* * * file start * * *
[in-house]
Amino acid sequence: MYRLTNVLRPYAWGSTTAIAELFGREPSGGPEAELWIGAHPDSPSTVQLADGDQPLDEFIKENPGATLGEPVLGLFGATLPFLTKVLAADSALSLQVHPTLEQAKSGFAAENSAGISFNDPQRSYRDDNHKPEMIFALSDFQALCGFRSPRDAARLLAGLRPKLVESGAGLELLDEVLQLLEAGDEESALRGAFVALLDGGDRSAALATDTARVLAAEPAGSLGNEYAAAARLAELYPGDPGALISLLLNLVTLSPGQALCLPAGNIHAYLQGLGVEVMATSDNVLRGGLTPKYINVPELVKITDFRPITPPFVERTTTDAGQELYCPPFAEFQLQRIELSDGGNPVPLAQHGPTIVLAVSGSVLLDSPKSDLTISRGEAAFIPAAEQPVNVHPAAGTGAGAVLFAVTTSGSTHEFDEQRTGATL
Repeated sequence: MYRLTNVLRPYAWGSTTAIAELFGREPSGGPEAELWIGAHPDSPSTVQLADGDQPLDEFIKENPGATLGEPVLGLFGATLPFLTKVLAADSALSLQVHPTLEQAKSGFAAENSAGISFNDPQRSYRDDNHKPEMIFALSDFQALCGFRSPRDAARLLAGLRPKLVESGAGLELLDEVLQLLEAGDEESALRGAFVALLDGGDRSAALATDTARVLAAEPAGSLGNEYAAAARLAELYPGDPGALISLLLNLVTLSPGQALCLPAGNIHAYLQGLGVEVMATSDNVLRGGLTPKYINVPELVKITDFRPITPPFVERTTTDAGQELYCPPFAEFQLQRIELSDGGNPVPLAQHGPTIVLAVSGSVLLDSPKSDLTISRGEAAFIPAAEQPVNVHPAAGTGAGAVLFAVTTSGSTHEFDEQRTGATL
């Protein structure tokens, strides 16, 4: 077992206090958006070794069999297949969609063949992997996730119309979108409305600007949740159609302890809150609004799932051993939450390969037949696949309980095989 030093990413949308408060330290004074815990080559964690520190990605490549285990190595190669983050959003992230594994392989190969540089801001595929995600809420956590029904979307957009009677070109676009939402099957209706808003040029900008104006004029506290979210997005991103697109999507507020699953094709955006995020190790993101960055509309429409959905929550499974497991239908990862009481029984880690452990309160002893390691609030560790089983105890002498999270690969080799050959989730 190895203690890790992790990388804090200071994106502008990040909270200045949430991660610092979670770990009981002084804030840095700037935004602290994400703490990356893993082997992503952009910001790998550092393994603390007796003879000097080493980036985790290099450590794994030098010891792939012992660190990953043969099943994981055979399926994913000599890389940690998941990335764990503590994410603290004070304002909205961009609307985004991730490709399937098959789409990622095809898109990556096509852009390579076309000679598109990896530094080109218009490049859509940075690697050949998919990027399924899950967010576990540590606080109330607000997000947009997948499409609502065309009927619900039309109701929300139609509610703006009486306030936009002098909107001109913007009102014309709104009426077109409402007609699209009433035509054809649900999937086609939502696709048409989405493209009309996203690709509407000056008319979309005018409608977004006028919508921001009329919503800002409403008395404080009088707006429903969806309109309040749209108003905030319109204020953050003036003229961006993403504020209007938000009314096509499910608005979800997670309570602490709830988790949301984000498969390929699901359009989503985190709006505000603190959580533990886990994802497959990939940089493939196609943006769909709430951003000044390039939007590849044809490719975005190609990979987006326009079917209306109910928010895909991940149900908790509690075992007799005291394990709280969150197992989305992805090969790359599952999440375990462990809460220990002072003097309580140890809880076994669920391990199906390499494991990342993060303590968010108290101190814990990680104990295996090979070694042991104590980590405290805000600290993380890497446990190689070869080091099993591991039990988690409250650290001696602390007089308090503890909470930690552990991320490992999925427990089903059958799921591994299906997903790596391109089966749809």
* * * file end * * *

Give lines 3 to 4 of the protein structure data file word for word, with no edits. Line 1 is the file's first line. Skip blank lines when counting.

Repeated sequence: MYRLTNVLRPYAWGSTTAIAELFGREPSGGPEAELWIGAHPDSPSTVQLADGDQPLDEFIKENPGATLGEPVLGLFGATLPFLTKVLAADSALSLQVHPTLEQAKSGFAAENSAGISFNDPQRSYRDDNHKPEMIFALSDFQALCGFRSPRDAARLLAGLRPKLVESGAGLELLDEVLQLLEAGDEESALRGAFVALLDGGDRSAALATDTARVLAAEPAGSLGNEYAAAARLAELYPGDPGALISLLLNLVTLSPGQALCLPAGNIHAYLQGLGVEVMATSDNVLRGGLTPKYINVPELVKITDFRPITPPFVERTTTDAGQELYCPPFAEFQLQRIELSDGGNPVPLAQHGPTIVLAVSGSVLLDSPKSDLTISRGEAAFIPAAEQPVNVHPAAGTGAGAVLFAVTTSGSTHEFDEQRTGATL
């Protein structure tokens, strides 16, 4: 077992206090958006070794069999297949969609063949992997996730119309979108409305600007949740159609302890809150609004799932051993939450390969037949696949309980095989 030093990413949308408060330290004074815990080559964690520190990605490549285990190595190669983050959003992230594994392989190969540089801001595929995600809420956590029904979307957009009677070109676009939402099957209706808003040029900008104006004029506290979210997005991103697109999507507020699953094709955006995020190790993101960055509309429409959905929550499974497991239908990862009481029984880690452990309160002893390691609030560790089983105890002498999270690969080799050959989730 190895203690890790992790990388804090200071994106502008990040909270200045949430991660610092979670770990009981002084804030840095700037935004602290994400703490990356893993082997992503952009910001790998550092393994603390007796003879000097080493980036985790290099450590794994030098010891792939012992660190990953043969099943994981055979399926994913000599890389940690998941990335764990503590994410603290004070304002909205961009609307985004991730490709399937098959789409990622095809898109990556096509852009390579076309000679598109990896530094080109218009490049859509940075690697050949998919990027399924899950967010576990540590606080109330607000997000947009997948499409609502065309009927619900039309109701929300139609509610703006009486306030936009002098909107001109913007009102014309709104009426077109409402007609699209009433035509054809649900999937086609939502696709048409989405493209009309996203690709509407000056008319979309005018409608977004006028919508921001009329919503800002409403008395404080009088707006429903969806309109309040749209108003905030319109204020953050003036003229961006993403504020209007938000009314096509499910608005979800997670309570602490709830988790949301984000498969390929699901359009989503985190709006505000603190959580533990886990994802497959990939940089493939196609943006769909709430951003000044390039939007590849044809490719975005190609990979987006326009079917209306109910928010895909991940149900908790509690075992007799005291394990709280969150197992989305992805090969790359599952999440375990462990809460220990002072003097309580140890809880076994669920391990199906390499494991990342993060303590968010108290101190814990990680104990295996090979070694042991104590980590405290805000600290993380890497446990190689070869080091099993591991039990988690409250650290001696602390007089308090503890909470930690552990991320490992999925427990089903059958799921591994299906997903790596391109089966749809």